Never bother to allocate any swapfiles smaller than size bytes.
There should be no need to change this variable except for
-p [file], --pidfile[=file]
Write process identifier to file when starting (and delete file
when shutting down); defaults to /var/lib/swapspace.pid.
Overwrite retired swapfiles before they are deleted, so an
attacker who obtains access to the disk without going through
the system’s access control checks (e.g. by unplugging the
computer and then rebooting from a CD) cannot retrieve the
swapped data. There is no guarantee that this will work, and it
will not thwart advanced forensic analysis using custom-built
hardware; but it may reduce the chances of an attacker with
physical access to the system obtaining passwords, credit card
numbers etc. The program will attempt to free up all allocated
swapfiles on termination and return a success code for this
cleanup, as if the --erase had been specified.
The --paranoid option will slow down swap file management
considerably. In particular, stopping the daemon will cause it
to try and deallocate (and wipe) all swapfiles it has created,
and they will not be available for swapping immediately after
Suppress informational output.
-s dir, --swappath=dir
Create swapfiles in directory dir instead of default location
/var/lib/swapspace. This location must be accessible to root
only; allowing anyone else to write to this directory or even
read swapped data would be a serious security breach.
-u p, --upper_freelimit=p
Avoid having more than p% of combined memory and swap space
free; if this percentage is exceeded, try to deallocate swap
Log debug information to system log and/or standard output, as
Print program version information and exit.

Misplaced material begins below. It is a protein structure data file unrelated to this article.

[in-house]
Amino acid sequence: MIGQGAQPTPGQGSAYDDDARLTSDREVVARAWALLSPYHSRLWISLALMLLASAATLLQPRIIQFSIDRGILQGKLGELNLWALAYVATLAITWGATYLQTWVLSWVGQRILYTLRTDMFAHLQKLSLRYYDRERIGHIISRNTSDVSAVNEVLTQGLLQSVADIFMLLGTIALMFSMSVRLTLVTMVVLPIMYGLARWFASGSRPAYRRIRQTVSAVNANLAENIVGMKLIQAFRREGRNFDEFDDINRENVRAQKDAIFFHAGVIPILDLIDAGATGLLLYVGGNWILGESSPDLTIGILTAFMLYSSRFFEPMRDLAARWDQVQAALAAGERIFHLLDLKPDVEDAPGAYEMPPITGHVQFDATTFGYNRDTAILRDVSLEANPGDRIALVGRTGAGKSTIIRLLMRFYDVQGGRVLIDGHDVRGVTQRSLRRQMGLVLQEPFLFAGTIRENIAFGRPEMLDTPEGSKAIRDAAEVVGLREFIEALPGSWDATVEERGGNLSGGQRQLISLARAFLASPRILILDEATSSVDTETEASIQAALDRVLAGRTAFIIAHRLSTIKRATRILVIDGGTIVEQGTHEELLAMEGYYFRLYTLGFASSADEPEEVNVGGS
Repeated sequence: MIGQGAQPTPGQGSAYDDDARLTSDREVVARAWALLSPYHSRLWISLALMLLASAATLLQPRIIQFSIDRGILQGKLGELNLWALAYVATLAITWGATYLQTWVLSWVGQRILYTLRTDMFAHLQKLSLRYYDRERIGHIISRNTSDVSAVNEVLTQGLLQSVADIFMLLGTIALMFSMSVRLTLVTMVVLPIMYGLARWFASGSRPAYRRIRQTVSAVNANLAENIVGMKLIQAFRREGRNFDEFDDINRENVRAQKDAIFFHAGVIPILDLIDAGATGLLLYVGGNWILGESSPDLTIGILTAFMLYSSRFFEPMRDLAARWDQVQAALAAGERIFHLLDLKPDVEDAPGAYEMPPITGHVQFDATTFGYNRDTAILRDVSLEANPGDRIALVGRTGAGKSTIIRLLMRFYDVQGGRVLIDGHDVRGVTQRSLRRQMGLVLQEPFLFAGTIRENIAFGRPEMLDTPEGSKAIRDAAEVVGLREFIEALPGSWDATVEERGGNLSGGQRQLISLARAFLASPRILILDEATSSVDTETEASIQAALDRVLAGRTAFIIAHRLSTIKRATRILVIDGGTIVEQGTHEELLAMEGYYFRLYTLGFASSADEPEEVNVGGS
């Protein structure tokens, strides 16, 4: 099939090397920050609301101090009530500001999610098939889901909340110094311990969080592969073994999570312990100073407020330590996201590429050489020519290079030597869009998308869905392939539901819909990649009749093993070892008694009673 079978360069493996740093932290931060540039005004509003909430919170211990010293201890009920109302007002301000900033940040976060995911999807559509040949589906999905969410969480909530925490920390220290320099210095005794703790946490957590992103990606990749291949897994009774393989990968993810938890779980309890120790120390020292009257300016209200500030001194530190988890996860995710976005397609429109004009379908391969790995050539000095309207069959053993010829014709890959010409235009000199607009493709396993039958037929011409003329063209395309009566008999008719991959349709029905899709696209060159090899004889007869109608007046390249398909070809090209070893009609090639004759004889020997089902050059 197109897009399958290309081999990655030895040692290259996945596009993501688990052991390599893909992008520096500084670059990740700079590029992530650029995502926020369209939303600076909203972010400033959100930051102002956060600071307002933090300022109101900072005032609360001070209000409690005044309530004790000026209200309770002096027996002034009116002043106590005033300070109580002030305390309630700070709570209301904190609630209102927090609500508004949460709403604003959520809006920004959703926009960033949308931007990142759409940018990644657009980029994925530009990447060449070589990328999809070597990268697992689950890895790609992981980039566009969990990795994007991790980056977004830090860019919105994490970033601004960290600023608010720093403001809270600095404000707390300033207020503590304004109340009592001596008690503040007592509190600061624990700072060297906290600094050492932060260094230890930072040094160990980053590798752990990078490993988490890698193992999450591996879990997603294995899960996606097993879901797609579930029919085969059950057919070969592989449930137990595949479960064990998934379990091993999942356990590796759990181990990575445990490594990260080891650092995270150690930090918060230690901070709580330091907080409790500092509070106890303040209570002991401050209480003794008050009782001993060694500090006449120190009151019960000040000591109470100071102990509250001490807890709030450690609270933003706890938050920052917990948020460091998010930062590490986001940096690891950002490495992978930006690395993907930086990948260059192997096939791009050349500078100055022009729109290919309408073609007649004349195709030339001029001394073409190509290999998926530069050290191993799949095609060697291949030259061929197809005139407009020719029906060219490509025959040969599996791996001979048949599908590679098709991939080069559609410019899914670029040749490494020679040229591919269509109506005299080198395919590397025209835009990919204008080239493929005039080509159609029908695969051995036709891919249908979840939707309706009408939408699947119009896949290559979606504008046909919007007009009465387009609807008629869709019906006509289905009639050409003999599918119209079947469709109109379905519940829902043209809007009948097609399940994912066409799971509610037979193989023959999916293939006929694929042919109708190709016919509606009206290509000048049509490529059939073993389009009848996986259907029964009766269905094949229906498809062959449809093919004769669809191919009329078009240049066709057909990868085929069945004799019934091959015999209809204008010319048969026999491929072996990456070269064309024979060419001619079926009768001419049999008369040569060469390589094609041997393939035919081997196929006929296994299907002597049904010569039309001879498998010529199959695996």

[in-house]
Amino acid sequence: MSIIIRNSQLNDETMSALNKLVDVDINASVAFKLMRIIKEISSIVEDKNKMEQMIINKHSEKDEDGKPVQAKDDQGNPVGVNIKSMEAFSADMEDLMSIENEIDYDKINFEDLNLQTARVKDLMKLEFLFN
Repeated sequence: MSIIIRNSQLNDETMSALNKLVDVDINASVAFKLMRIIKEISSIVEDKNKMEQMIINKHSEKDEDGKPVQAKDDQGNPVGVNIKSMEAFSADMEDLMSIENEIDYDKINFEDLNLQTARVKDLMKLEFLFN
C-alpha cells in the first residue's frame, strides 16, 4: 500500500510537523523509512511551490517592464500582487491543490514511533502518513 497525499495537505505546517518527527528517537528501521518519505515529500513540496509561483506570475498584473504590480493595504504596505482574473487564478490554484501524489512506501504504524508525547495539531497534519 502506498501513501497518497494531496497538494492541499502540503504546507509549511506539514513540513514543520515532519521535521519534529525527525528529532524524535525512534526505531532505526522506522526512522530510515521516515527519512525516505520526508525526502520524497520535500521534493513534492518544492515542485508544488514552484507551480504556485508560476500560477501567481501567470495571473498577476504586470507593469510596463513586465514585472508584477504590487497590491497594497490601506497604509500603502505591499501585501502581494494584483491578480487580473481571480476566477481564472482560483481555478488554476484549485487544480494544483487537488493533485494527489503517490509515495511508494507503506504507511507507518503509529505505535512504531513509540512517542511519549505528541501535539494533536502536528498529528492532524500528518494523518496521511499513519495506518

Numbers may be suffixed with k, m, g or t to indicate kilobytes,
megabytes, gigabytes or terabytes respectively: 1k means 1024 bytes, 1m
means 1024 kilobytes, 4g means 4096 megabytes and so on.
Timings are measured in iterations, which should typically last about
one second each. No pretense of accurate timing is made; this is not
the kind of program you would run on a hard-realtime system.
Any messages are sent to the system daemon log; it is also printed to
the standard output/error streams (as appropriate based on the urgency
of each individual message) if available.
State information can be logged by sending the program the SIGUSR1
signal (user-defined signal 1). Not all of this information will
always be current; most of the information internal to swapspace is
only updated when needed.
Sending the SIGUSR2 signal will make the program free all swapfiles
that are not currently needed, and abstain from allocating any more for
the timespan of one cooldown period. The program will behave as if it
just tried to create a swapfile but ran out of disk space.
/etc/init.d/swapspace /etc/swapspace.conf /usr/sbin/swapspace
Written by Jeroen T. Vermeulen
Please report any bugs you may find on the project website at:
Copyright © 2005 Software Industry Promotion Agency (SIPA), Thailand
This is free software; see the source for copying conditions. There is
no warranty whatsoever. Use entirely at your own risk.
kill(1), mkswap(8), signal(7), swapon(2), swapoff(2), swapon(8),